The Senate got past the second filibuster on the compelling video game that is health-care reform, with one level left. While the final vote is theo
The Senate got past the second filibuster on the compelling video game that is health-care reform, with one level left. While the final vote is theoretically scheduled for Christmas Eve, I saw Sen. Claire McCaskill on my teevee this morning saying that Republicans are trying to drag it out so that members won't be able to spend Christmas with their families.
Now, Claire, while I'm sympathetic to a point (yes, the Republicans areobstructionist scum), if this legislation is really a historic achievement (albeit one that will force many Americans to stretch their finances to the limit to comply), I don't especially care that your holiday schedule is mildly inconvenienced.
But that's just me!
The Senate cleared the second of three key procedural hurdles on President Obama's health-care legislation early Tuesday with another party-line vote, continuing the effort to pass the bill before Christmas.
All 60 members of the Democratic caucus supported the measure to finalize amendments to the health-care package, while 39 Republicans opposed it.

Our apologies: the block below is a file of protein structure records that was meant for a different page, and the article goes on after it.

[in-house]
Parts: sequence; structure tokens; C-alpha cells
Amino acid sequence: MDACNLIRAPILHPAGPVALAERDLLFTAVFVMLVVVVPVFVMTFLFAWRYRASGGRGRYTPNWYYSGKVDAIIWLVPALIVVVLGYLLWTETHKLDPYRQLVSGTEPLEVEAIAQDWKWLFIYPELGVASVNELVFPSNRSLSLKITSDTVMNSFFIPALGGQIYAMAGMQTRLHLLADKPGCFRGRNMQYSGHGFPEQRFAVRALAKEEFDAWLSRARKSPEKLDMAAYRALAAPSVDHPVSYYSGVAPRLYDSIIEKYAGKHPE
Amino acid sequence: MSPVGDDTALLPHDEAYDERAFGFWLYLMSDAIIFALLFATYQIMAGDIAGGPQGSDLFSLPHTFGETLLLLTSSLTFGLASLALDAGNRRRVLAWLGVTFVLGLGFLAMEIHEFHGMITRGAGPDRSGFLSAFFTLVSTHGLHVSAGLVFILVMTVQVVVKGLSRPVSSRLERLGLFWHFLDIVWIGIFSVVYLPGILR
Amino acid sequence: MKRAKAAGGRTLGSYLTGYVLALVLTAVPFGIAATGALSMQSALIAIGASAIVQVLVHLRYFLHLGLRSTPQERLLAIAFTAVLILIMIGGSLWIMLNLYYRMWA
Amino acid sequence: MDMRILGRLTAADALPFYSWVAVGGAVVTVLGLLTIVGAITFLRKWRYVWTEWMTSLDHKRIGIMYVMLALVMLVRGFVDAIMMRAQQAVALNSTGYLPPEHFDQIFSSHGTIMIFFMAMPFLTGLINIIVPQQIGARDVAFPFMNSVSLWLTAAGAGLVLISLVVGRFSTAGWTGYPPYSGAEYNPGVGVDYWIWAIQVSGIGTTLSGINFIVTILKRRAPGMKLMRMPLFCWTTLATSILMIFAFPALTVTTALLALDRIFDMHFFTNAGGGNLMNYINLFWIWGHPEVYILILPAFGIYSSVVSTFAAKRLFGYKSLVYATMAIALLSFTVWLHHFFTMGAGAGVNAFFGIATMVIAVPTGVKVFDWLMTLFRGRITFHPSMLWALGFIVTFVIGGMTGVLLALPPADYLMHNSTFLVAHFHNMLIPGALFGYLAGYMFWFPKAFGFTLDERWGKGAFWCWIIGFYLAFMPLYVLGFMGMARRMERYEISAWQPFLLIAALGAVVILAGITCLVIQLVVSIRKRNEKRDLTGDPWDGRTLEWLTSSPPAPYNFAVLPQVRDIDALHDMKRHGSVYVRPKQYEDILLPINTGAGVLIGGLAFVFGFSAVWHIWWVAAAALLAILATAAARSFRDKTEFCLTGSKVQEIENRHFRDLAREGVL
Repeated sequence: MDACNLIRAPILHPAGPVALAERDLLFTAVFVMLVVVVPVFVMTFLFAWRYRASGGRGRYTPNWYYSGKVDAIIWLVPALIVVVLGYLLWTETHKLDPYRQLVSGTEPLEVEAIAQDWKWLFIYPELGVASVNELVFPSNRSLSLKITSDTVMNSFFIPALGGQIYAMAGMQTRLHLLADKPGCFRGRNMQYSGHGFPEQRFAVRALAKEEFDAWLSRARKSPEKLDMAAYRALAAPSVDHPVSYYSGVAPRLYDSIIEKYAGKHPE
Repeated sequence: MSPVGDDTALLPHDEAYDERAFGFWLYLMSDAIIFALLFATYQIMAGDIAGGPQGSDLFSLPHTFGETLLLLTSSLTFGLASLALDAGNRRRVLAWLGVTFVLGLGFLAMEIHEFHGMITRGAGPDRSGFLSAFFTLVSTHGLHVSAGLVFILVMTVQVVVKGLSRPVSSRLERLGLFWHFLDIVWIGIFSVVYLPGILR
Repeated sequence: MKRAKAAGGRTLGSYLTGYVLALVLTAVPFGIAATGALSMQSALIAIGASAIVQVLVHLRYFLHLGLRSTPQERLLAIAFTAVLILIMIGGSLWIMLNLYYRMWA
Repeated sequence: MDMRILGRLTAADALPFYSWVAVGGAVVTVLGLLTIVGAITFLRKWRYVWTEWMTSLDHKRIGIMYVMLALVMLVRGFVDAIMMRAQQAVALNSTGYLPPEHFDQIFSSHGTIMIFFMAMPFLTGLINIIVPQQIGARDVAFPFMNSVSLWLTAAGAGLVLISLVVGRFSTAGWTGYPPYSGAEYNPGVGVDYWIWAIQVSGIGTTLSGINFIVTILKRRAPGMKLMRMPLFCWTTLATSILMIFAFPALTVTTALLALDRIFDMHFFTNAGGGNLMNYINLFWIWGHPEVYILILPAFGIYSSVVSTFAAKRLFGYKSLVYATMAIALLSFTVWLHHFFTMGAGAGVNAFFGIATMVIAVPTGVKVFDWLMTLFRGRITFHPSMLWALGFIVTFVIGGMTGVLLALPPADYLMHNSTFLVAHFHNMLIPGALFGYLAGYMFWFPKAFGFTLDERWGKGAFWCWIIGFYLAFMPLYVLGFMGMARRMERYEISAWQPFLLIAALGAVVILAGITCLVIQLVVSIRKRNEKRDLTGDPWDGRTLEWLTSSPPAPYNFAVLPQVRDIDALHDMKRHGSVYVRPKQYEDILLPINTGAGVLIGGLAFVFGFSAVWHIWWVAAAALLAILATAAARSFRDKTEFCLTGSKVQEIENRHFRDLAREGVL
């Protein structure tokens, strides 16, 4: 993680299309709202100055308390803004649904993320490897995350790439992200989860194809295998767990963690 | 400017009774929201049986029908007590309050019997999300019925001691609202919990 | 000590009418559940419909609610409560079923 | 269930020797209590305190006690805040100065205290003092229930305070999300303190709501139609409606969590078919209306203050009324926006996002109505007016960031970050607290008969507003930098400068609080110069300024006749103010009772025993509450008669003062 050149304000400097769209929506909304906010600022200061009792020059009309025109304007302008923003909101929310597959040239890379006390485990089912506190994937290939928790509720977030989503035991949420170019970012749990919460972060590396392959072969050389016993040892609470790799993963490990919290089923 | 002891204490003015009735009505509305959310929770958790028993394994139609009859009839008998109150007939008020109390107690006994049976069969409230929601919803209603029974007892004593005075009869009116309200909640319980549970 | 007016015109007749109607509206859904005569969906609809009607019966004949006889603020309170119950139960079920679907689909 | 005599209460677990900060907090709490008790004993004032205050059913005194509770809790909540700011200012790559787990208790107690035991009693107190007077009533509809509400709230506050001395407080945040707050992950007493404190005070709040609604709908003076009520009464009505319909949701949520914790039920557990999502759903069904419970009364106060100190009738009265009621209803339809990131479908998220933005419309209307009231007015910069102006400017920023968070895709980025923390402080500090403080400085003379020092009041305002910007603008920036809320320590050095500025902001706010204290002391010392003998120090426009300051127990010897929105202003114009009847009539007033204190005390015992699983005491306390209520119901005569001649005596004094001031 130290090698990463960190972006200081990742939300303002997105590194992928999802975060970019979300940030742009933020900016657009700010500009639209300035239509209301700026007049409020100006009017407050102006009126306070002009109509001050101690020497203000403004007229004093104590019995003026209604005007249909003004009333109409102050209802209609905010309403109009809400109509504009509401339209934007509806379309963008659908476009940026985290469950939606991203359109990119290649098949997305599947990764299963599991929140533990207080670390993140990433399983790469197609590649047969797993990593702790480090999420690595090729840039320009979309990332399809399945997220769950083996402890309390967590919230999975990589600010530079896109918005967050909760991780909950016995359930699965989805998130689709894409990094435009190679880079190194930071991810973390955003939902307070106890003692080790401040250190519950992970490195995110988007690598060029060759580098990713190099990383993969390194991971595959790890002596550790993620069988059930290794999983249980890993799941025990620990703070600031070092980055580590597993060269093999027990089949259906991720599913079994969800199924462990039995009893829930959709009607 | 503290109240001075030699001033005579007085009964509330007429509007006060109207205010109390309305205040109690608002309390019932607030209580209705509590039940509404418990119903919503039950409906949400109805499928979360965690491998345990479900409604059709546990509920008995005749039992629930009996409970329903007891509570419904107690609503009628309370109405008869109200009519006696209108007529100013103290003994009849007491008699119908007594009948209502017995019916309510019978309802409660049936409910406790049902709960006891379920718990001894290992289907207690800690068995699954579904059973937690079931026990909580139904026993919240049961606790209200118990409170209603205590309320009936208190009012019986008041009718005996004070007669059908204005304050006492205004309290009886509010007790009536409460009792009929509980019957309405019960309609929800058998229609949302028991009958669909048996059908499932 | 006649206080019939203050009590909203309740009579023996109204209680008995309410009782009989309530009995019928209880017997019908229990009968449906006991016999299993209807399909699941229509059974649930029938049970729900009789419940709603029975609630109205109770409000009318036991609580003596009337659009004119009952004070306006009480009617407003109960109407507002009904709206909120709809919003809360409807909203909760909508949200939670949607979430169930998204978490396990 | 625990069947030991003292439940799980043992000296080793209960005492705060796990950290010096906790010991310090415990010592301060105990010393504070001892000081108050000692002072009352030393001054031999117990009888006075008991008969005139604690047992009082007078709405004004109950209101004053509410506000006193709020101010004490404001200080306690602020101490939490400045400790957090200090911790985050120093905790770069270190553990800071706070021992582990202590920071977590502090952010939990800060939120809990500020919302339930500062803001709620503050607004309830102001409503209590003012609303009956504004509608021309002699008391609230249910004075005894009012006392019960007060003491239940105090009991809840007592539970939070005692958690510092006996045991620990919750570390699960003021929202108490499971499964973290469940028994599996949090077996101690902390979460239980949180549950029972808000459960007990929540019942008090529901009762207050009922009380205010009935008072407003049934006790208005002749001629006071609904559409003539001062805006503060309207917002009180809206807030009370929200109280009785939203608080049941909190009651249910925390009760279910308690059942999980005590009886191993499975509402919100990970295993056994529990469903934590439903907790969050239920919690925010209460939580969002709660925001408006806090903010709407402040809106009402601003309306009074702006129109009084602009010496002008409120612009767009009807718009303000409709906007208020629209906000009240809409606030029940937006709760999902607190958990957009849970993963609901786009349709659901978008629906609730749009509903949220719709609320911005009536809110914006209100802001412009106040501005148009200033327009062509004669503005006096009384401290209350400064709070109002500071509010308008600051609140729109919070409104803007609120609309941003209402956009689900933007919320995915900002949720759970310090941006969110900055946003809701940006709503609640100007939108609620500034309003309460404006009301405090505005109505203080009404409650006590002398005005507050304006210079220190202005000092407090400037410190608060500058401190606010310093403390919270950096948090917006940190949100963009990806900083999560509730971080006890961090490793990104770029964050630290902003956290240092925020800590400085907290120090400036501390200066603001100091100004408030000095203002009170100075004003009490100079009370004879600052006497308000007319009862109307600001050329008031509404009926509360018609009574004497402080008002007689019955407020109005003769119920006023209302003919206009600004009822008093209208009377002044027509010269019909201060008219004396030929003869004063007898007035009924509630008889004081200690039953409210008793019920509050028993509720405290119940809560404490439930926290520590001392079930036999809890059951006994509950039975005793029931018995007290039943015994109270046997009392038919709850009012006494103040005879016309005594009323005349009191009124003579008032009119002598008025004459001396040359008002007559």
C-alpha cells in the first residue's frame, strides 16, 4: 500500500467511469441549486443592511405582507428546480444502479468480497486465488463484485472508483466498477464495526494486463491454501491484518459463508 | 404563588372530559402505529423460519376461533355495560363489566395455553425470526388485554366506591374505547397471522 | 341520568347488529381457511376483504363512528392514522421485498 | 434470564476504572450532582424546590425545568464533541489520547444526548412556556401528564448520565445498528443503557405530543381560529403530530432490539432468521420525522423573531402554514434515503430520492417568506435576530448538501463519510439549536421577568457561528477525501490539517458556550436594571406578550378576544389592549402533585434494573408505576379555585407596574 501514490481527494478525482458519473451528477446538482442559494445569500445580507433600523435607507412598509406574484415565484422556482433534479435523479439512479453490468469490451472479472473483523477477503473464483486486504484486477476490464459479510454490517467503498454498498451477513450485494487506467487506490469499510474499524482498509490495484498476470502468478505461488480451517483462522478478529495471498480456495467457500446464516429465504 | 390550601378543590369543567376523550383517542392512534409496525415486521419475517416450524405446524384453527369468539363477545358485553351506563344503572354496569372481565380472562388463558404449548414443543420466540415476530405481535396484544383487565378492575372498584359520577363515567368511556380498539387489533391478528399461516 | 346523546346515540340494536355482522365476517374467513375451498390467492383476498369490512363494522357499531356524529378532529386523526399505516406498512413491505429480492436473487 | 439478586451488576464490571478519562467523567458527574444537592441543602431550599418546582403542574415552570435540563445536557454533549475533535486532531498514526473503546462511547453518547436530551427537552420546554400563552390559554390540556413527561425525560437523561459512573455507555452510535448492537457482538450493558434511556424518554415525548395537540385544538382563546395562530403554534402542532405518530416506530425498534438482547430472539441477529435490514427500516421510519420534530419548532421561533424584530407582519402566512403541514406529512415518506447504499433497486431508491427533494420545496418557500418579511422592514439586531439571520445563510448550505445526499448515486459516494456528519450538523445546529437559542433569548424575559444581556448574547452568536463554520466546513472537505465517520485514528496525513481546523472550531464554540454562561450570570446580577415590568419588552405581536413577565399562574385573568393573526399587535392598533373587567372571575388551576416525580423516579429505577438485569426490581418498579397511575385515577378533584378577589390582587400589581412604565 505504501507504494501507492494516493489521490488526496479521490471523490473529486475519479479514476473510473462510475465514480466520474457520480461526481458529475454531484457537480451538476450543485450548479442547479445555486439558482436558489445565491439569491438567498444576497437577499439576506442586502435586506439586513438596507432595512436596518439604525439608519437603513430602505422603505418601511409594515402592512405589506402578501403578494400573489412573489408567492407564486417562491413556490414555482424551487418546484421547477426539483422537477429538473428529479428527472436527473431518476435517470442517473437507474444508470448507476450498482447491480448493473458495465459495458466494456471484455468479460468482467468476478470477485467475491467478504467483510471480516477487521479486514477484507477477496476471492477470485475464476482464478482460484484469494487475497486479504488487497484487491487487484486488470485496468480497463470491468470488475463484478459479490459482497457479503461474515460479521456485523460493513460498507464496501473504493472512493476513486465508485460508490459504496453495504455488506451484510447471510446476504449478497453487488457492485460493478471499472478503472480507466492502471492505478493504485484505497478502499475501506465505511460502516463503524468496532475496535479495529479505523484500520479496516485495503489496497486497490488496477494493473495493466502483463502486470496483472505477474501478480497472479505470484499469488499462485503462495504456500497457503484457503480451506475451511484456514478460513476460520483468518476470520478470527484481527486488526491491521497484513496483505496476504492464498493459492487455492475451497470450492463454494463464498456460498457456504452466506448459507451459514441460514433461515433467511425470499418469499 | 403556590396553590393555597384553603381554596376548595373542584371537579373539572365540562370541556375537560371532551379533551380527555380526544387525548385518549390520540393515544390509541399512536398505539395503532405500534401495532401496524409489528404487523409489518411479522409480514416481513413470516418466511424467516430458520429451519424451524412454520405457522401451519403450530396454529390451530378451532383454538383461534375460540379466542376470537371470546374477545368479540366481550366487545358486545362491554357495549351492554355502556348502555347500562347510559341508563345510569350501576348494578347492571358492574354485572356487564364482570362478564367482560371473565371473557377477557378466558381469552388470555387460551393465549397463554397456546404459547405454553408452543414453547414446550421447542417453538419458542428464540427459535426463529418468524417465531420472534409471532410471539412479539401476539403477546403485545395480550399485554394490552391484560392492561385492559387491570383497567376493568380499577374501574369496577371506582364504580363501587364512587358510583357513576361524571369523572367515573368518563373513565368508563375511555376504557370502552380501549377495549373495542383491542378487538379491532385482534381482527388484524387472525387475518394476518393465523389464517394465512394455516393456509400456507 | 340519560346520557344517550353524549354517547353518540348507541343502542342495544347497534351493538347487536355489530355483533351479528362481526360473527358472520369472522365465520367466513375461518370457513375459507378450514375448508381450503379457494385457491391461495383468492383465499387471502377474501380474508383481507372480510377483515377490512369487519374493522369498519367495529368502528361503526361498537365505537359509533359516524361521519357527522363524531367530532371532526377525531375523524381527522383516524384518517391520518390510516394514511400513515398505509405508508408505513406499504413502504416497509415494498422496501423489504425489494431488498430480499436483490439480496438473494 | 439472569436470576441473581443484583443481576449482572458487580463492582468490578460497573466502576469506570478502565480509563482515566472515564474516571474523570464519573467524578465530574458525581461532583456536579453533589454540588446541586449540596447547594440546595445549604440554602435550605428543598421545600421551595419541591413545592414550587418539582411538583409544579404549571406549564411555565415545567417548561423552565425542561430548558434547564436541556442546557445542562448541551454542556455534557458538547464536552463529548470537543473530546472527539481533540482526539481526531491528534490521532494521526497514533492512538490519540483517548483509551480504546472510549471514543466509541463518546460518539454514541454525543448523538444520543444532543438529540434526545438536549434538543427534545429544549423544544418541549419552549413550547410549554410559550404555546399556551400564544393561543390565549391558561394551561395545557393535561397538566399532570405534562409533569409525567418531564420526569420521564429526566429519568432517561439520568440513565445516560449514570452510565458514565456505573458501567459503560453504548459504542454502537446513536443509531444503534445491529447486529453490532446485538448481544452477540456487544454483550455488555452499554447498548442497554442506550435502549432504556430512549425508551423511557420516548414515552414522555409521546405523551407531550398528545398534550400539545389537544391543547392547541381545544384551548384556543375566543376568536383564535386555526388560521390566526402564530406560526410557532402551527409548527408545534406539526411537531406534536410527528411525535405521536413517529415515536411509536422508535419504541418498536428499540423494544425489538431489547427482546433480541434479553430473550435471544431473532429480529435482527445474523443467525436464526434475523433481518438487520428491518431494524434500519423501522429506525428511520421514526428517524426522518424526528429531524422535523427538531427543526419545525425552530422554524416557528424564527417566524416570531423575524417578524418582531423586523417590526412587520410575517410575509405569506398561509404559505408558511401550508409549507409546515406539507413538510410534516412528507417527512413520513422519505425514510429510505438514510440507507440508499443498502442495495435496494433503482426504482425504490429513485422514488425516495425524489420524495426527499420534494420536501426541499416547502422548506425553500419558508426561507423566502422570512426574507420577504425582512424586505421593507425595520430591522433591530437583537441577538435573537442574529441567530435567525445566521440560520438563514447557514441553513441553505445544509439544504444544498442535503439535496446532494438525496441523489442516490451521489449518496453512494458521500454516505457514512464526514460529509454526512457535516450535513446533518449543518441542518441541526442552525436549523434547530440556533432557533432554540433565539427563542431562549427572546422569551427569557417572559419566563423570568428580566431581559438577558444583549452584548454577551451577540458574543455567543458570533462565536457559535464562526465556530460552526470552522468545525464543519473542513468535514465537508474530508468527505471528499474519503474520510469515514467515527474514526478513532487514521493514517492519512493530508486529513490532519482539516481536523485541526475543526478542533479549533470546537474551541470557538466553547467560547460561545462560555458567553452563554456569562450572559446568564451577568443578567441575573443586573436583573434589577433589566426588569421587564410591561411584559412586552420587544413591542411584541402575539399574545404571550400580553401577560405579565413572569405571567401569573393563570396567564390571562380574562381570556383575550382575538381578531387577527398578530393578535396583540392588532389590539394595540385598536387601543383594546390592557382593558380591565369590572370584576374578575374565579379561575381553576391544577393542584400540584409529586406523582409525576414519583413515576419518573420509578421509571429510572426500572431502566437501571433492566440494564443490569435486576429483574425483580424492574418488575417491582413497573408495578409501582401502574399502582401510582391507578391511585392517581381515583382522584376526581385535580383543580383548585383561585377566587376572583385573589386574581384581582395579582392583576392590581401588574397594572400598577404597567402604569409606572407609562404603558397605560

A third procedural vote is expected Wednesday, with final passage of the bill likely to come late Thursday -- Christmas Eve.
Although they lack any obvious way to torpedo the bill at this point, Republicans remain bitterly opposed to the legislation and have shown little indication that they are ready to relent in their increasingly negative standoff with Democrats.
On Monday, hours after a crucial 1 a.m. vote to end a Republican filibuster, the American Medical Association officially endorsed the legislation, while Democratic leaders defended the dealmaking that has brought the $871 billion package to the brink of passage.
Lacking the votes to block the bill, Republicans heaped scorn on the many concessions made to wavering Democrats in the quest to advance the package. GOP critics warned that support for the effort could mean the demise in 2010 of vulnerable incumbents, including Sens. Blanche Lincoln (D-Ark.) and Christopher J. Dodd (D-Conn.).